TOPEKA, Kan. (AP) — Attorneys for environmental groups argued Friday that a construction permit issued by state regulators for a new coal-fired power plant in southwestern Kansas violates air quality standards and should be rejected.
But lawyers for the Kansas Department of Health and Environment told the Kansas Supreme Court the agency followed all applicable laws and scientific standards in issuing the permit for Sunflower Electric Power Corp.
The court's ruling will determine whether the 2010 permit is proper and could allow construction to begin on the plant near Holcomb. The seven-member court didn't indicate how quickly it would rule.
The Sierra Club and other environmental groups claim the permitting process was flawed. They say KDHE took shortcuts for political reasons, and that members of the environmental groups have or will be harmed by the plant's emissions.
Attorney Amanda Goodin said the permit ignores federal Clean Air Act standards, allowing for greater emissions of nitrous oxide, sulfur oxide and other particles that should be held to a minimum.
"That's not what this permit does," she said. "Under the Clean Air Act and Kansas law, that's just not good enough."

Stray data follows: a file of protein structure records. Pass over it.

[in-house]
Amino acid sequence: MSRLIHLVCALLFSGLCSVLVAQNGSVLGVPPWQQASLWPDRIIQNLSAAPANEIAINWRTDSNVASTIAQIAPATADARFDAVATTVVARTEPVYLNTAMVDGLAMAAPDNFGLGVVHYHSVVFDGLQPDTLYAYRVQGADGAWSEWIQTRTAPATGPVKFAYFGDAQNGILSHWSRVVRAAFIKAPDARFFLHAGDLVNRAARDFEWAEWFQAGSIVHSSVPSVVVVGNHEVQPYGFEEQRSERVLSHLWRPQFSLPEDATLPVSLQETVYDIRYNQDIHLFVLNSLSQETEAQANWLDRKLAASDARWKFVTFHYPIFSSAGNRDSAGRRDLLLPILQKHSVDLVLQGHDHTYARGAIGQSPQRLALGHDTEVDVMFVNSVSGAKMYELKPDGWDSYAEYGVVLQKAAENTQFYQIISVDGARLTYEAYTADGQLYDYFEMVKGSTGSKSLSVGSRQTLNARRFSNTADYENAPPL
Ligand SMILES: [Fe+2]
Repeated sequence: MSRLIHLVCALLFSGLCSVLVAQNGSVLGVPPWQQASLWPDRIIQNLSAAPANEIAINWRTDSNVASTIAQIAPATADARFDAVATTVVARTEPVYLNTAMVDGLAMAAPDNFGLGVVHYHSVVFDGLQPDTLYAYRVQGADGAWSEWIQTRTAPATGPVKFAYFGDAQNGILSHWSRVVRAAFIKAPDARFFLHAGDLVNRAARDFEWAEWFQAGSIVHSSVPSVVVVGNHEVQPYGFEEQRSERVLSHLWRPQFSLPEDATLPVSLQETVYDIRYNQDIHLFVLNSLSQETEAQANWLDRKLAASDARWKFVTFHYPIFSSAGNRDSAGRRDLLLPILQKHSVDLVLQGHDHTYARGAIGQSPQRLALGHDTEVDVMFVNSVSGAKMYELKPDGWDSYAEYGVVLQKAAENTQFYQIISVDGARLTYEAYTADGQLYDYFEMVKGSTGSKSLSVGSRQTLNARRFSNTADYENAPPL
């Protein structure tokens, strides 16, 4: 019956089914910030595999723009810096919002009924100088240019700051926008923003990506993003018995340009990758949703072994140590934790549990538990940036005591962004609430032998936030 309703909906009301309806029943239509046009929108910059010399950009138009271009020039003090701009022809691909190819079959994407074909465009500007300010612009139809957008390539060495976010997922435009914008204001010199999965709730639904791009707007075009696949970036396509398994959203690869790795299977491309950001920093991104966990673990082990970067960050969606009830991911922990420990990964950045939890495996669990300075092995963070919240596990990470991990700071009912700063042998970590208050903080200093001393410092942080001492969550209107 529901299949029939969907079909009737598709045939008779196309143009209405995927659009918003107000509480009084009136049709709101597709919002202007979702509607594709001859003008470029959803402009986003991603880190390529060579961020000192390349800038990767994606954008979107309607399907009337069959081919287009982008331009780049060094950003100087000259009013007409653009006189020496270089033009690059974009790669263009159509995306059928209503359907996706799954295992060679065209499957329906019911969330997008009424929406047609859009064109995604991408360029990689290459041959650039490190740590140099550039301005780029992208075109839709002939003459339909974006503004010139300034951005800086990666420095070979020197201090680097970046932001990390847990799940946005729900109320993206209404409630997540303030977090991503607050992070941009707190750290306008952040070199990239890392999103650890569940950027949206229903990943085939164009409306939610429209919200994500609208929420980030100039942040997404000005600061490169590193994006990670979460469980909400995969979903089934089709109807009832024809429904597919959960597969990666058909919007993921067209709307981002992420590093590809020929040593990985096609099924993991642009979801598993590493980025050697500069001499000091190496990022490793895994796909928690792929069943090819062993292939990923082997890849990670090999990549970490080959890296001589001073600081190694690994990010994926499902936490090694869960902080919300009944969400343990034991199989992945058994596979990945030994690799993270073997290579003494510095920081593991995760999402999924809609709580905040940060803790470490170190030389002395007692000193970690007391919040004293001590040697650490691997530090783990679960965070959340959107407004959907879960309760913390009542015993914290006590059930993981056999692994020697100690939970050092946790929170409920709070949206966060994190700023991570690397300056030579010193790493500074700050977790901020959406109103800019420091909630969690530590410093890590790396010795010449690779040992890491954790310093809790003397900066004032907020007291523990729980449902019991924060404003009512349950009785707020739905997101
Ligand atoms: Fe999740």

Attorneys for Hays-based Sunflower and the state contend regulators look at the best available scientific data, assuming the plant would use modern technology to reduce emissions.
The Sunflower project has been on indefinite hold. A federal judge delayed the project in January until a federal environmental impact study could be completed.
Sunflower supplies power for about 400,000 Kansas customers and plans to build a plant with a capacity of 895 megawatts, enough to meet the peak demands of 448,000 households, according to one state estimate. Three-quarters of the new capacity, or 695 megawatts, would be reserved for Tri-State Generation and Transmission Association Inc ., of Westminster Colo., which plans to buy the power for customers in Colorado.
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